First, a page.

The earliest known blades are 500,000 years old, predating written history, the Ice Age and humanity itself. An unknown human ancestor carved the first blades out of a lava stone in what is now Kenya. Archeologists uncovered the blade in 2009, and it could signify a revolutionary shift in human cognition that archeologists previously believed occurred hundreds of thousands of years later. But as important, it reveals something obvious about the human condition: stabbing and slicing is ingrained in our DNA.
No chef is without a knife set, no gardener is without sheers and no soldier, even in today's militaries of projectiles, artillery and armored vehicles, is without some kind of blade. Warfare may have evolved, but the fascination with a more primal form of combat still exists today. In Bend, duelists at The 1595 Club meet weekly to practice Historical European Martial Arts, often referred to as HEMA.
The club is named after the year Vincentio Saviolo, an Italian immigrant to England and rapier specialist, published the book "His Practice" that instructed readers on swordplay and dueling etiquette. It's one of the first books on fencing to be authored in English, and was controversial in its time among Englishmen, who had their own distinct style of swordfighting. Chris Chatfield founded the 1959 club in 2002 in Brighton, United Kingdon, initially to interpret and implement Saviolo's lessons. It has since broadened in scope to encompass other styles of HEMA and now consists of nine chapters in the U.K., Italy, New Zealand and the United States — with a Bend Chapter forming in 2018.
The Bend chapter's coach and organizer, Eric Artzt, practiced traditional Eastern martial arts in the 1980s, first with Cuong Nhu Karate then Wing Chun — a style of Karate popularized by Bruce Lee. In 2010 he began studying and coaching HEMA in Seattle, focusing on the longsword. After moving to Bend he wanted to continue his training but didn't have any sparring partners to stab at.
"I co-founded a large sword fighting club in Seattle, and when I moved here, I just wanted to connect with folks and have training partners," said Eric Artzt, the coach and organizer of the Bend-area 1595 Club. "It's no fun to stab your friends with swords if they can't fight back properly!"
The group meets on Tuesdays at 5:30 at the Masonic Lodge to train in fencing and self-defense. Though beginners may be reluctant to clash steel with trained swordfighters, Artzt says the environment is welcoming to all skill levels.
"Our curriculum is beginner friendly and basic, but there are many levels and nuances. So, an intermediate or advanced practitioner can work on higher-level skills that they understand, while a novice student is just learning the basic movements and concepts," Artzt said. "We take newcomers through some basic exercises and patterns, and within one class they are crossing swords with classmates and even sparring. I want them to go home after their first practice feeling like they were swordfighting just like in the movies."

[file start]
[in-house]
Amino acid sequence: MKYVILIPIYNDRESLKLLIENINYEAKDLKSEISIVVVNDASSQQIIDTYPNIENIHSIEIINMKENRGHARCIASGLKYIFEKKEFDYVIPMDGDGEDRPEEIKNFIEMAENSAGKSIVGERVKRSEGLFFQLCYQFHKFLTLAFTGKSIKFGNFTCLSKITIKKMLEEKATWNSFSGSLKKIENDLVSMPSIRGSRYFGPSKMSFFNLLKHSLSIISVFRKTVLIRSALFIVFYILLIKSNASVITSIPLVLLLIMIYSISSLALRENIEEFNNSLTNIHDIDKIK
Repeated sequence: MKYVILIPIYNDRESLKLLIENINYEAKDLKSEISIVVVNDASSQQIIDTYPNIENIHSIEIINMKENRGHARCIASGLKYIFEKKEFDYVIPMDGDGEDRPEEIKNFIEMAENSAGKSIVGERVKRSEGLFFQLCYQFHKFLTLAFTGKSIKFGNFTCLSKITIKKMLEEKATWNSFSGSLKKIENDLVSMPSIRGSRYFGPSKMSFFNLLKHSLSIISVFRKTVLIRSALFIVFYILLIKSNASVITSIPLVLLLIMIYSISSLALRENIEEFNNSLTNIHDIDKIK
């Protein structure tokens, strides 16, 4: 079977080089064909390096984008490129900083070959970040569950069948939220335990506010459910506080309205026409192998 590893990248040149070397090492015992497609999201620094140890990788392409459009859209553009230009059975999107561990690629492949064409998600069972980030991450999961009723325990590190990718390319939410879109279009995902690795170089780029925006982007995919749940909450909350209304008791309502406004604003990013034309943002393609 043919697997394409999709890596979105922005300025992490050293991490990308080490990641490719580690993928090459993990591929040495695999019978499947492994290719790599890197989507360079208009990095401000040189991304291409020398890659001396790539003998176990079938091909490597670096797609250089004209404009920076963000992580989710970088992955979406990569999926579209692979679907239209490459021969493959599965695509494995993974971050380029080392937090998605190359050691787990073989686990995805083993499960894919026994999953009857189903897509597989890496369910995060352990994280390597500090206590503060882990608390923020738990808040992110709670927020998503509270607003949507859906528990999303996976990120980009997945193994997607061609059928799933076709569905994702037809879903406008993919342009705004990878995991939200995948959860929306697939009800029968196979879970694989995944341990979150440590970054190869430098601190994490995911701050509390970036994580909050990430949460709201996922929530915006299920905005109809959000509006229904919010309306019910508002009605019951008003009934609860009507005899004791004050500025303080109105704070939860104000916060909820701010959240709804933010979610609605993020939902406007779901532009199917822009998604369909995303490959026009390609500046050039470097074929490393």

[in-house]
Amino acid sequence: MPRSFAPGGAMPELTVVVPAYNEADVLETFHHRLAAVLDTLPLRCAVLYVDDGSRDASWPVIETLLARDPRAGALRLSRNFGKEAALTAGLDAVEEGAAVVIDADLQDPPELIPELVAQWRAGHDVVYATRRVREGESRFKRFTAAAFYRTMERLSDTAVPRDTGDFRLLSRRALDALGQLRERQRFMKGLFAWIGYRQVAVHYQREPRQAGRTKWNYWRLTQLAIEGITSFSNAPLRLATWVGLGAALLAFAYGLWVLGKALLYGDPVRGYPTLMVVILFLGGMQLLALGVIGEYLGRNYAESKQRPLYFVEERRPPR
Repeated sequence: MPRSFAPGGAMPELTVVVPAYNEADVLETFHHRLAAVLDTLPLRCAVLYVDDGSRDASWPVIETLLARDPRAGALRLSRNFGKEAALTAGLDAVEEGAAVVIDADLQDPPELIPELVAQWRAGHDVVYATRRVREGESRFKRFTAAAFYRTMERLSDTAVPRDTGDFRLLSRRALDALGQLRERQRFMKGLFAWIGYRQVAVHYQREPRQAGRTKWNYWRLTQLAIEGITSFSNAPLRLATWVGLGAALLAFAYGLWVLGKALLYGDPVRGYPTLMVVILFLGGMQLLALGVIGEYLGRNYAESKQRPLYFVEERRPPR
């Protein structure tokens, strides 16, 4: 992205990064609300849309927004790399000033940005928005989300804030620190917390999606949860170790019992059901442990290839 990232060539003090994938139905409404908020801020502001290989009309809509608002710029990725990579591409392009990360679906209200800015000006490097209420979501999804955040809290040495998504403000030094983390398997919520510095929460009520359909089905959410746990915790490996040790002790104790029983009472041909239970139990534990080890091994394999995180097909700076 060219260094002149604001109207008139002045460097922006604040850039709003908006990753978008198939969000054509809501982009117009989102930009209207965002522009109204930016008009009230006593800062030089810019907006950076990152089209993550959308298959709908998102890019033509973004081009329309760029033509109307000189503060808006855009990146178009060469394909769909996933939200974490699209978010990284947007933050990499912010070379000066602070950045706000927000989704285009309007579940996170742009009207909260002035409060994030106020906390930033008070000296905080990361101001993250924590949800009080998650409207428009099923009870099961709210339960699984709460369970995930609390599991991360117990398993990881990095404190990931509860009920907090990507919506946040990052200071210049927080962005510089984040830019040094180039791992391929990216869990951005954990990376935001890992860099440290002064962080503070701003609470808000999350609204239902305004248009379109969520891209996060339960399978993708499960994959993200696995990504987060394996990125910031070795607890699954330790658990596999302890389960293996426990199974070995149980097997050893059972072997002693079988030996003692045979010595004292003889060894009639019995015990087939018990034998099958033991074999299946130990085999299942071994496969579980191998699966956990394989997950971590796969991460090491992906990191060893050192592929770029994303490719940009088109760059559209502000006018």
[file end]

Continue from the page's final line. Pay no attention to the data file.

Though HEMA may look like the sport of fencing, it's distinct in that HEMA is rooted in historical combat manuals and treatises that survived from the late Middle Ages and early modern period. Fencing evolved from a 19th-Century style of fencing, but its point-scoring system de-emphasizes blows that would've injured or killed an opponent in a real sword fight. HEMA isn't its own martial arts; rather it's an umbrella term for weapon-based combat consisting of many different regional schools.
"What we do is different from the fencing you see in the Olympics. Ours is more closely rooted to the historical traditions. It is not really a sport, although you might call it a game," Artzt said. "Back in the 16th Century, folks enjoyed doing this activity as well. And there were clubs just like today. But the stakes were higher. Medical care was primitive by today's standards. And sometimes people actually had to use their skills in combat, whether in a duel, in street self-defense or in wartime."
The game does get physical, and combatants do end up hitting each other. Since the class uses real steel weapons, Artzt says the emphasis in his classes is on timing, physics and control rather than brute force.
"We use steel training weapons and we hit each other. So excellent control and care is necessary. Every practice needs to end with folks healthier than when they arrived," Artzt said. "We can do full-speed sparring without heavy contact. I'm not getting kicked or punched. I'm 60 now. I did that in my 20s and 30s and am kind of done with getting punched in the head."
HEMA is based on thousands of years of knowledge but has only existed for a few decades. The treatises and manuals that inform the practices are deeply studied but divorced from the original practitioners of the art. This reconstruction is niche but growing in size. In the '90s only a handful of renaissance reenactors practiced it, but now one can find clubs on every continent.
Artzt invites anyone interested in getting involved in HEMA to contact him at 541-241-6742.